Before Monday’s madness at the transfer window, I have to admit I’d never even heard of Andy Carroll. That was before Chelsea offered a ludicrous £50 million offer for Fernando Torres and suddenly it was all over that Liverpool bid £30 million, and then £35 million, for the services of Carroll.
After a little research, it became evident what Liverpool was getting.
Carroll is fantastic in the air. At 6’3″, he’s imposing and will give shorter defenders a great deal of trouble. For a big man, he’s highly skilled with his feet and has an amazing burst of pace. He seems to be more along the lines of Zlanan Ibrahimovic than, say, Peter Crouch. At 21-years-old, he’s obviously quite young.
Most impressive was that he’s scored 11 goals this season in just 18 appearances. Goals, if you haven’t heard, are tough to come by in the EPL, and apparently Carroll can score them in bunches.
Ian Holloway, manager at Blackpool, called him “the best striker in the EPL.” Kevin Keegan has stated he possesses the best head of anyone he’s ever seen (not a small compliment).
On the surface, what Liverpool received is a very young English player with the capability to consistently score 20-30 goals a season for years to come.
Yes, £35 million is a ridiculous transfer fee, but global soccer is a ridiculous game played by billionaires.
It’s Carroll’s off-field antics that have everyone questioning the move. What kind of lad is he? He’s been busted four times for assault and twice for for hitting his girlfriend. He broke the jaw of Newcastle teammate Steven Taylor (an incident neither Carroll or Taylor will discuss). In October, he was court-ordered to live with teammate Kevin Nolan and given an 11 pm curfew in hopes of taming his wild ways.
In essence, he was given a babysitter.
I don’t mind Carroll’s off-field behavior. In fact, I like it (except for hitting his girlfriend, which he claims was in self-defense). When have footballers ever been choir boys? Certainly Kenny Dalglish, Kevin Keegan and Ian Rush weren’t church going lads. They were all scrappers who loved a pint (or 12) at the local pub and didn’t mind a bust up now and then.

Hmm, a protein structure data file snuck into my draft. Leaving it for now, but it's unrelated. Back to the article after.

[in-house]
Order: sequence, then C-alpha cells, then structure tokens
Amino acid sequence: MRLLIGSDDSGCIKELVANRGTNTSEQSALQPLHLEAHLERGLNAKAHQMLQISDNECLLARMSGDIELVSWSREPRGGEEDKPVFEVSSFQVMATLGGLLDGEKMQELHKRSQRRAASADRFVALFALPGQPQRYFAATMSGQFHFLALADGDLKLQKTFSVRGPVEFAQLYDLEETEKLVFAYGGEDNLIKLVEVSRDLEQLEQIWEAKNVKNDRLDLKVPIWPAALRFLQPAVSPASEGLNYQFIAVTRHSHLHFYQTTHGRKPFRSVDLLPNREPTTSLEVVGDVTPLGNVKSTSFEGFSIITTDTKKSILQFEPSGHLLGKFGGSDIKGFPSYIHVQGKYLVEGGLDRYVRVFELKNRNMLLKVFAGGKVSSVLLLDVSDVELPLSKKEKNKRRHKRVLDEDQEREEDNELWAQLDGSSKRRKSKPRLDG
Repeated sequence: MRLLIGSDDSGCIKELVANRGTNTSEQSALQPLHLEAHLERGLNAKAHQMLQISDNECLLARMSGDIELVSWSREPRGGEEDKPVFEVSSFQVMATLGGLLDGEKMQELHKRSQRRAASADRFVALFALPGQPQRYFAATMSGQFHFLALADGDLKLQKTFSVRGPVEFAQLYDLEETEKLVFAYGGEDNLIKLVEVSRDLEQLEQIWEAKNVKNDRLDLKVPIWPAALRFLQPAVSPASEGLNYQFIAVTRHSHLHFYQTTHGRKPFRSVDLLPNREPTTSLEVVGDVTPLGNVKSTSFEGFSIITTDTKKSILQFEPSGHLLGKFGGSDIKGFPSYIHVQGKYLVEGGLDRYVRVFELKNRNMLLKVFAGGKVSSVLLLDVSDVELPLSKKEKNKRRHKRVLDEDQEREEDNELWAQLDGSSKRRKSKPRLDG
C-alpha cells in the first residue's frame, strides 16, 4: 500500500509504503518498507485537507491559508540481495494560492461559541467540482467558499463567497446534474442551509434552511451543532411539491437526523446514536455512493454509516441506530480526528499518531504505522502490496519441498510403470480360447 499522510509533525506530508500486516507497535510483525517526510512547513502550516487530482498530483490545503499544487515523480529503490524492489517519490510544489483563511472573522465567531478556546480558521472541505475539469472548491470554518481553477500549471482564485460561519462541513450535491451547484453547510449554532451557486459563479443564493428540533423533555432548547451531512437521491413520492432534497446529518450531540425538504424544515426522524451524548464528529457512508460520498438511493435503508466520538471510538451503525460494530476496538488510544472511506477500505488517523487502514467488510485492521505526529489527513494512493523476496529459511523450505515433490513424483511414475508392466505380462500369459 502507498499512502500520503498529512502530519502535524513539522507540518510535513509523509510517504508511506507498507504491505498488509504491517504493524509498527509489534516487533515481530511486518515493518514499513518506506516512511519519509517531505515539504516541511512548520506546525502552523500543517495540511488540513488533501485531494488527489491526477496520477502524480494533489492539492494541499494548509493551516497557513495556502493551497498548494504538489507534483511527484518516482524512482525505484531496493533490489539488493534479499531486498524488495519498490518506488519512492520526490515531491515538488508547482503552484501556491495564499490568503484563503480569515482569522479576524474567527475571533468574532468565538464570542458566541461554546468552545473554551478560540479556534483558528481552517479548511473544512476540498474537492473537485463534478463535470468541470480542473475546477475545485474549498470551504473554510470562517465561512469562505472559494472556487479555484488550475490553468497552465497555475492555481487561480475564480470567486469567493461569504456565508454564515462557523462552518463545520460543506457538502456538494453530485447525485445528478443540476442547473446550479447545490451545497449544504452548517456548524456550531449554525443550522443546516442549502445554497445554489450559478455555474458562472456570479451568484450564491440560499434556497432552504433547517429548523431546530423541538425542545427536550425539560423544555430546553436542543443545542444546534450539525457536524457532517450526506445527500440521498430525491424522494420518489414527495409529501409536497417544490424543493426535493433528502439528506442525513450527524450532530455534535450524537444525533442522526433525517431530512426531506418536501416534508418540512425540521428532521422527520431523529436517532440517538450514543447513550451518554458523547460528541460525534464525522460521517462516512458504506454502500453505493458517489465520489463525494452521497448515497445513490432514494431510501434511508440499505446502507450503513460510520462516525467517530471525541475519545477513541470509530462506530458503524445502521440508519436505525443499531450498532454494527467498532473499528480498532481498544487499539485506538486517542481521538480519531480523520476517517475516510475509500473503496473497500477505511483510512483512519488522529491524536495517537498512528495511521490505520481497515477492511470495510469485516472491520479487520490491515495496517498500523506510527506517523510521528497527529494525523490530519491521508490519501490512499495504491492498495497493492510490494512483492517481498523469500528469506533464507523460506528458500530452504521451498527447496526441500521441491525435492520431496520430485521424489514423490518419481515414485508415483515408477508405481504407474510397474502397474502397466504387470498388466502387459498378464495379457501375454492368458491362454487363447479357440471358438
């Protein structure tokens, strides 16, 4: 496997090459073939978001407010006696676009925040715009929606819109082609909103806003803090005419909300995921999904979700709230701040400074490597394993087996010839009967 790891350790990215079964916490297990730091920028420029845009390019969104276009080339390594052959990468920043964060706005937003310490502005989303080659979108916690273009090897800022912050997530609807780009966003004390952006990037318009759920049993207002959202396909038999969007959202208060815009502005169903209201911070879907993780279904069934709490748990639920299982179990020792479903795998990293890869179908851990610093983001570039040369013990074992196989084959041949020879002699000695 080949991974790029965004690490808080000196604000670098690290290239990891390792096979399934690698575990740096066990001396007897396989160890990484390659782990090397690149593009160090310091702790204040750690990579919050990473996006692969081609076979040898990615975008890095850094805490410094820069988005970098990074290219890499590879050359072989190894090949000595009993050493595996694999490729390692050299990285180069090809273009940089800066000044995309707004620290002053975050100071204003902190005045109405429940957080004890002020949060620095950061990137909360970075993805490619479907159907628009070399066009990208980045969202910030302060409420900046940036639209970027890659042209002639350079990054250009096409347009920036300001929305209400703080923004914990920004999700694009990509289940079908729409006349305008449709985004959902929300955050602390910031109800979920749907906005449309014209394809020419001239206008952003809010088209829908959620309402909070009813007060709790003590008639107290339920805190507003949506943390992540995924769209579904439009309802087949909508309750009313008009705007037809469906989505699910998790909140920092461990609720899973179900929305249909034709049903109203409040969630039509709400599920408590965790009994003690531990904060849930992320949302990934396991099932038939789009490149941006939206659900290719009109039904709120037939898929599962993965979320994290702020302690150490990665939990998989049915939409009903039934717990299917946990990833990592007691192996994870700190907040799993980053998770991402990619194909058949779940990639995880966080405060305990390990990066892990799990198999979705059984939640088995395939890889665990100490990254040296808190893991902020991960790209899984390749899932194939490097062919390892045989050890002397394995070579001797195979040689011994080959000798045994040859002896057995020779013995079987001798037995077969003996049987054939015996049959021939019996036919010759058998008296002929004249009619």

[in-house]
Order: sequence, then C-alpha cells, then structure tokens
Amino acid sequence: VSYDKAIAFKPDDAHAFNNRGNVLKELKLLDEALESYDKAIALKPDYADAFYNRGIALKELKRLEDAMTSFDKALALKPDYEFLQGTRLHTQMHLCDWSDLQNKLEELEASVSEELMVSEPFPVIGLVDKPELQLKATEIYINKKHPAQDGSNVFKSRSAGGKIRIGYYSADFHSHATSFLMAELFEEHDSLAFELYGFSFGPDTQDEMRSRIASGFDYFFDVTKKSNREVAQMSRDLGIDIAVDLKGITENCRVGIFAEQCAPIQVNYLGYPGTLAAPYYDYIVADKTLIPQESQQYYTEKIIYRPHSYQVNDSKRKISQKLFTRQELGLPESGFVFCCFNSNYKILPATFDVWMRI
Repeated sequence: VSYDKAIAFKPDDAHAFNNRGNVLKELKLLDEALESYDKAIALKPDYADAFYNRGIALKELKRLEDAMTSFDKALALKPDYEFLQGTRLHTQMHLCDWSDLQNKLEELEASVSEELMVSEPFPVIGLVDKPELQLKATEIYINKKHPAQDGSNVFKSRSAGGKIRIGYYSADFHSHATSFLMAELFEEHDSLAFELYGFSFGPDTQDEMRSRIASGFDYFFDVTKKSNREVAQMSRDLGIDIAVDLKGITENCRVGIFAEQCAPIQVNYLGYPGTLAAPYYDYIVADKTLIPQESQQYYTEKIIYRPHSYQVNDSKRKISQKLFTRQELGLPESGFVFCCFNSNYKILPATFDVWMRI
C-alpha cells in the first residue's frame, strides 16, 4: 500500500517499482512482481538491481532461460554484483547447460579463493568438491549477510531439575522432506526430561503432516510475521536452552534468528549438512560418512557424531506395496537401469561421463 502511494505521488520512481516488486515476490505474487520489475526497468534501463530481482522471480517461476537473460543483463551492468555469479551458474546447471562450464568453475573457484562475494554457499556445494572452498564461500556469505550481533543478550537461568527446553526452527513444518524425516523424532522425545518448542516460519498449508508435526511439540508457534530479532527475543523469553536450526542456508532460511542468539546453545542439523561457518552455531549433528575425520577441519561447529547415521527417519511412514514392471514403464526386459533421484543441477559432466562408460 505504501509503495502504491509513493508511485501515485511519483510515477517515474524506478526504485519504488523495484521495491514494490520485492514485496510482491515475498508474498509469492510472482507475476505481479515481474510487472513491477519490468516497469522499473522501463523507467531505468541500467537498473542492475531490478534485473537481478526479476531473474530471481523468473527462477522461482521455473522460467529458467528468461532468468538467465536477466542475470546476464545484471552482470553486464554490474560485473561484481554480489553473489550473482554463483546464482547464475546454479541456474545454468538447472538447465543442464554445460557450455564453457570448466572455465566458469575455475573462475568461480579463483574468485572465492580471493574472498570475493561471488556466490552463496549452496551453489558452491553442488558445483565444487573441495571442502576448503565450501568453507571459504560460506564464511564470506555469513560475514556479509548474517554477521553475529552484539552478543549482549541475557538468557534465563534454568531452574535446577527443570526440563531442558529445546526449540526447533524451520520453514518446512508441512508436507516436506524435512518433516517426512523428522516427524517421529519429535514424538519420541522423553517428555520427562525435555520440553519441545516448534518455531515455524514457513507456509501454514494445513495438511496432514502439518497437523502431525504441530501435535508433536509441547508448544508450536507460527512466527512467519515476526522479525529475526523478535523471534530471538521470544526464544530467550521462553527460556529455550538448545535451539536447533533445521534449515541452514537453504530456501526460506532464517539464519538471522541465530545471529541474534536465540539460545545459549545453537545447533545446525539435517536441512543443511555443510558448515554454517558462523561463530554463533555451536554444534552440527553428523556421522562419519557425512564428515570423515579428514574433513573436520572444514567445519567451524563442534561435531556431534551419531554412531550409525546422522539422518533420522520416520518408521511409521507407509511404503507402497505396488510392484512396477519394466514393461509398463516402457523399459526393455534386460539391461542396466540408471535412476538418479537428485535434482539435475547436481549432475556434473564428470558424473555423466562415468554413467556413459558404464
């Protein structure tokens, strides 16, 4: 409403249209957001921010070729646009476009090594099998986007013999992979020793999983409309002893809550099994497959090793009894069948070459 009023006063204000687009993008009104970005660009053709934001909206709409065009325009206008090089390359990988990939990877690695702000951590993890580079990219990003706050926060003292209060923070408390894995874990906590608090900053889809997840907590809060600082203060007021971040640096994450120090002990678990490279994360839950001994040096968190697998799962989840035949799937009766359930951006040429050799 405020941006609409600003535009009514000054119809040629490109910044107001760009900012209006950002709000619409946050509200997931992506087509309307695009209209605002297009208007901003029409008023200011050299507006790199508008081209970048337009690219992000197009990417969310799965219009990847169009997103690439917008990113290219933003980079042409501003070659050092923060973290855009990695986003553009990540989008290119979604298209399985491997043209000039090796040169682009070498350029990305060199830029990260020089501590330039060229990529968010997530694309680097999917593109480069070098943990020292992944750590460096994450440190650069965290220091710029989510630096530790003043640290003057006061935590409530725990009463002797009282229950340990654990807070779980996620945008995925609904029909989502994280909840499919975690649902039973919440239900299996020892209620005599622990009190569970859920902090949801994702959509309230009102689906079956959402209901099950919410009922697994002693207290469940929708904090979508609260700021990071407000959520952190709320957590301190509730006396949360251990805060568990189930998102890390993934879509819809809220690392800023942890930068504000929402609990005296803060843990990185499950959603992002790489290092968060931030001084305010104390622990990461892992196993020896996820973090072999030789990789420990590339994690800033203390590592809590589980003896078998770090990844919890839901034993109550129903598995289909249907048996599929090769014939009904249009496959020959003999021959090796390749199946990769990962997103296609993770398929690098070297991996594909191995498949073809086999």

Some of the best players in English history have been terrors off the pitch: Gazza (of course), Roy Keane, Eric Cantona and Tony Adams, to name just a few.
Even the likes of Frank Lampard and David Beckham have been known to get into a scrap both on and off the pitch.
I personally feel that Liverpool need a little flavor and someone who you might not want to introduce to your mother. Gerrard is a legend, but I would never characterize him as a bad element. He’s simply blue-collar to the bone.
Carroll has an edge. There’s something especially dangerous about him, much the same way there was about Roy Keane all those years at Man U. Although I can’t stand Manchester United, I’ve always admired the way Keane played the game.
Let’s face it, football is a very physical game and it takes a physical player to make it at the highest level.
What’s interesting is that nobody from Newcastle United is happy about this. They aren’t being philosophical. They aren’t laughing at Liverpool for paying £35 million.
They’re bloody mad as hell.
Which is a good sign.
When Torres left, I never thought I’d feel this way, but it didn’t bother me that much. It just looks like he’d given up on the team and was playing for his own selfish interests. I was excited we got £50 million for him when I didn’t think he was worth £25 million.
I haven’t heard from one Newcastle fan who is happy about this.
We’ll see if Carroll is simply a very aggressive and competitive lad or someone who is self-destructive? Will he flourish like Torres did at Anfield or flounder like Robbie Keane or Aquilani for the Reds?
What’s most interesting, and what nobody seems to be talking about, is that King Kenny Dalglish pulled the trigger on this deal. Kenny isn’t know as a rash decision maker by any stretch of the imagination. When Newcastle balked at £30 million, Liverpool immediately upped the transfer fee to £35 million. Obviously Dalglish sees something he really, really likes in Carroll.
That should give all Liverpool fans hope.
Some are really hung up on the transfer fee. Who cares? I would rather be Liverpool and overpaid for a class striker than Newcastle (who now face the very real prospect of relegation) or Tottenham (who made their own play for Carroll with a £28 million offer and now sit without a first-rate striker).
Winning is the name of the game at this level, and Liverpool showed they are serious.
Carroll is now stating he never asked for a transfer (as was originally reported), and I actually believe him. Based upon history, Mike Ashley, the owner at Newcastle, is a businessman first and an owner second. He probably looked at that massive transfer fee and knew he’d never get anything near that for Carroll. Quite simply, he cashed in success for some quick bucks.
After his thigh injury heals (in another two to three weeks), I’m excited to see Carroll in a red jersey and what he brings to the side.